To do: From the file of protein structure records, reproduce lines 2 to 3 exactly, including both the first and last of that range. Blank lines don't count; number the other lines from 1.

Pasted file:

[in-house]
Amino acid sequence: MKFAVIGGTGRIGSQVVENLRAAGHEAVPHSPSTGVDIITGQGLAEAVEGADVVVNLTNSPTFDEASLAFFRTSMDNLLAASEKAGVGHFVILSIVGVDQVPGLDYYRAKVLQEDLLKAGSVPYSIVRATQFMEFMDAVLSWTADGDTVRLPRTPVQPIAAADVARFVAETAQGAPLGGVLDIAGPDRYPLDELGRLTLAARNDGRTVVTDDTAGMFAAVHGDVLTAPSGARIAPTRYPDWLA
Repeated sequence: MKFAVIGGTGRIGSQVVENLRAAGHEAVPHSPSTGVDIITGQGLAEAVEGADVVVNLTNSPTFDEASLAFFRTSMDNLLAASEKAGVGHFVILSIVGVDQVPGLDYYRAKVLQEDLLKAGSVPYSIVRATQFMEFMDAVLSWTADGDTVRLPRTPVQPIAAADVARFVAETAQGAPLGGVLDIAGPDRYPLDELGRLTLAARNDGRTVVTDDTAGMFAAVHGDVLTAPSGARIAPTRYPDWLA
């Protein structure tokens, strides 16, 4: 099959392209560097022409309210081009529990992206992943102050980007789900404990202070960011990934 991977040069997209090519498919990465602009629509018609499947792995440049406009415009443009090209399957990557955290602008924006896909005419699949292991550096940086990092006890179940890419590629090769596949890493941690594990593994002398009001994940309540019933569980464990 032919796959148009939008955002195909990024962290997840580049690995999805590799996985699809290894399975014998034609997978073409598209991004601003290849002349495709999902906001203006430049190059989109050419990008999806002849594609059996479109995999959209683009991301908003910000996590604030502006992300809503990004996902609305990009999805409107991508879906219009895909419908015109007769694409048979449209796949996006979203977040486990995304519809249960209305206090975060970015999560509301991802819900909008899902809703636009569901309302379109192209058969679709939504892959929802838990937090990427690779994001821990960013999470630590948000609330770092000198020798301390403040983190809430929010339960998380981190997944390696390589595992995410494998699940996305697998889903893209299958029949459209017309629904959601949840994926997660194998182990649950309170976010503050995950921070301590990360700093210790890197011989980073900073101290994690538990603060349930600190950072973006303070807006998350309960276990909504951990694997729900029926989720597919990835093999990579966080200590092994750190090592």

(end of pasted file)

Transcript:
Amino acid sequence: MKFAVIGGTGRIGSQVVENLRAAGHEAVPHSPSTGVDIITGQGLAEAVEGADVVVNLTNSPTFDEASLAFFRTSMDNLLAASEKAGVGHFVILSIVGVDQVPGLDYYRAKVLQEDLLKAGSVPYSIVRATQFMEFMDAVLSWTADGDTVRLPRTPVQPIAAADVARFVAETAQGAPLGGVLDIAGPDRYPLDELGRLTLAARNDGRTVVTDDTAGMFAAVHGDVLTAPSGARIAPTRYPDWLA
Repeated sequence: MKFAVIGGTGRIGSQVVENLRAAGHEAVPHSPSTGVDIITGQGLAEAVEGADVVVNLTNSPTFDEASLAFFRTSMDNLLAASEKAGVGHFVILSIVGVDQVPGLDYYRAKVLQEDLLKAGSVPYSIVRATQFMEFMDAVLSWTADGDTVRLPRTPVQPIAAADVARFVAETAQGAPLGGVLDIAGPDRYPLDELGRLTLAARNDGRTVVTDDTAGMFAAVHGDVLTAPSGARIAPTRYPDWLA